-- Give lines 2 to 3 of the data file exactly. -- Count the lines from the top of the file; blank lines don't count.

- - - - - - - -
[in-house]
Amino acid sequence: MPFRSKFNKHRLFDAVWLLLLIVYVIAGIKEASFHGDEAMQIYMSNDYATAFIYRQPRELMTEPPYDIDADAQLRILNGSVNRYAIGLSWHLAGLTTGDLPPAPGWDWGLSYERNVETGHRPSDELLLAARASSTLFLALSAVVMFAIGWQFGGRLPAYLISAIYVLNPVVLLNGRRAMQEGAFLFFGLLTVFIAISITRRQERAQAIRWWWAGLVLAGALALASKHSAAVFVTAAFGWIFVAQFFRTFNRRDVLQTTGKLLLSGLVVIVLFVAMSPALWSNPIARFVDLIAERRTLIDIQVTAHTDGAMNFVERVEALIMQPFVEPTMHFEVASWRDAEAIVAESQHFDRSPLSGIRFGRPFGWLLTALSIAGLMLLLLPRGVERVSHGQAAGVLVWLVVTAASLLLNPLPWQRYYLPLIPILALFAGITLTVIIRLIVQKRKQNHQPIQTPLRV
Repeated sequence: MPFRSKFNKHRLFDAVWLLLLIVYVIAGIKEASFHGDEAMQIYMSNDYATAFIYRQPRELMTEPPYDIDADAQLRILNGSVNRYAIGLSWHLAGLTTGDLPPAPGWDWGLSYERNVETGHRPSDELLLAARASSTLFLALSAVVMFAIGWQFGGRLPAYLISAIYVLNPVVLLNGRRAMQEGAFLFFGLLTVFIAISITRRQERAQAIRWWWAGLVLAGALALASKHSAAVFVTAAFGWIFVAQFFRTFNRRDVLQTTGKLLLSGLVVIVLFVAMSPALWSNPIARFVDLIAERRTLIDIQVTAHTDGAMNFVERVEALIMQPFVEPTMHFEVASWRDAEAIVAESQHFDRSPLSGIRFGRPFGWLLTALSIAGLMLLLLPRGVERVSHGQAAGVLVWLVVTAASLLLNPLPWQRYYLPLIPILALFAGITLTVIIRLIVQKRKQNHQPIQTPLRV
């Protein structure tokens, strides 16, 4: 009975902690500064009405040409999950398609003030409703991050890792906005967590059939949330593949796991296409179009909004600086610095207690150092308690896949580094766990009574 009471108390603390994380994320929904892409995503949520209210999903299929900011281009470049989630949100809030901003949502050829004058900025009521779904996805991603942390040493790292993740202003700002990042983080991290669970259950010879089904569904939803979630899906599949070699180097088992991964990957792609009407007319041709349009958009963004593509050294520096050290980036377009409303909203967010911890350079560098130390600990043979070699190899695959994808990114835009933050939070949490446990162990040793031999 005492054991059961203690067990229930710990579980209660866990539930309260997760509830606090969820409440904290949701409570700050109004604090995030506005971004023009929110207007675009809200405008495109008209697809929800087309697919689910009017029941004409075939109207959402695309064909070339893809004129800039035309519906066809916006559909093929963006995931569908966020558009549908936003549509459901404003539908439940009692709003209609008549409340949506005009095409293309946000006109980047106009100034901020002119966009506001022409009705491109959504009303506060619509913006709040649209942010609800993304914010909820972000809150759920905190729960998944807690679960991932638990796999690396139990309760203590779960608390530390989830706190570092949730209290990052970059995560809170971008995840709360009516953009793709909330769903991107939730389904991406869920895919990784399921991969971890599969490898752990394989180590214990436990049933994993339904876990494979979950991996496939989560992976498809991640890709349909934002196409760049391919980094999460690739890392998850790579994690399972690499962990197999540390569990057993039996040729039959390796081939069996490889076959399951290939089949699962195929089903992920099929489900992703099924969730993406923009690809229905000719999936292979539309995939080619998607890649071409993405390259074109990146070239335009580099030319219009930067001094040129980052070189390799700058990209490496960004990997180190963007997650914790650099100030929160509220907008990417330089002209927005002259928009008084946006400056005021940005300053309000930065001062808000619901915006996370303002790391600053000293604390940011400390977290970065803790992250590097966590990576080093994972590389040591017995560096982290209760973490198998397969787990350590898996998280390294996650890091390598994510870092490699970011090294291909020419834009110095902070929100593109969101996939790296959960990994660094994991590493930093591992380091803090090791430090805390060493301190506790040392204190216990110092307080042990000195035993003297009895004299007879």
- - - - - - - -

Amino acid sequence: MPFRSKFNKHRLFDAVWLLLLIVYVIAGIKEASFHGDEAMQIYMSNDYATAFIYRQPRELMTEPPYDIDADAQLRILNGSVNRYAIGLSWHLAGLTTGDLPPAPGWDWGLSYERNVETGHRPSDELLLAARASSTLFLALSAVVMFAIGWQFGGRLPAYLISAIYVLNPVVLLNGRRAMQEGAFLFFGLLTVFIAISITRRQERAQAIRWWWAGLVLAGALALASKHSAAVFVTAAFGWIFVAQFFRTFNRRDVLQTTGKLLLSGLVVIVLFVAMSPALWSNPIARFVDLIAERRTLIDIQVTAHTDGAMNFVERVEALIMQPFVEPTMHFEVASWRDAEAIVAESQHFDRSPLSGIRFGRPFGWLLTALSIAGLMLLLLPRGVERVSHGQAAGVLVWLVVTAASLLLNPLPWQRYYLPLIPILALFAGITLTVIIRLIVQKRKQNHQPIQTPLRV
Repeated sequence: MPFRSKFNKHRLFDAVWLLLLIVYVIAGIKEASFHGDEAMQIYMSNDYATAFIYRQPRELMTEPPYDIDADAQLRILNGSVNRYAIGLSWHLAGLTTGDLPPAPGWDWGLSYERNVETGHRPSDELLLAARASSTLFLALSAVVMFAIGWQFGGRLPAYLISAIYVLNPVVLLNGRRAMQEGAFLFFGLLTVFIAISITRRQERAQAIRWWWAGLVLAGALALASKHSAAVFVTAAFGWIFVAQFFRTFNRRDVLQTTGKLLLSGLVVIVLFVAMSPALWSNPIARFVDLIAERRTLIDIQVTAHTDGAMNFVERVEALIMQPFVEPTMHFEVASWRDAEAIVAESQHFDRSPLSGIRFGRPFGWLLTALSIAGLMLLLLPRGVERVSHGQAAGVLVWLVVTAASLLLNPLPWQRYYLPLIPILALFAGITLTVIIRLIVQKRKQNHQPIQTPLRV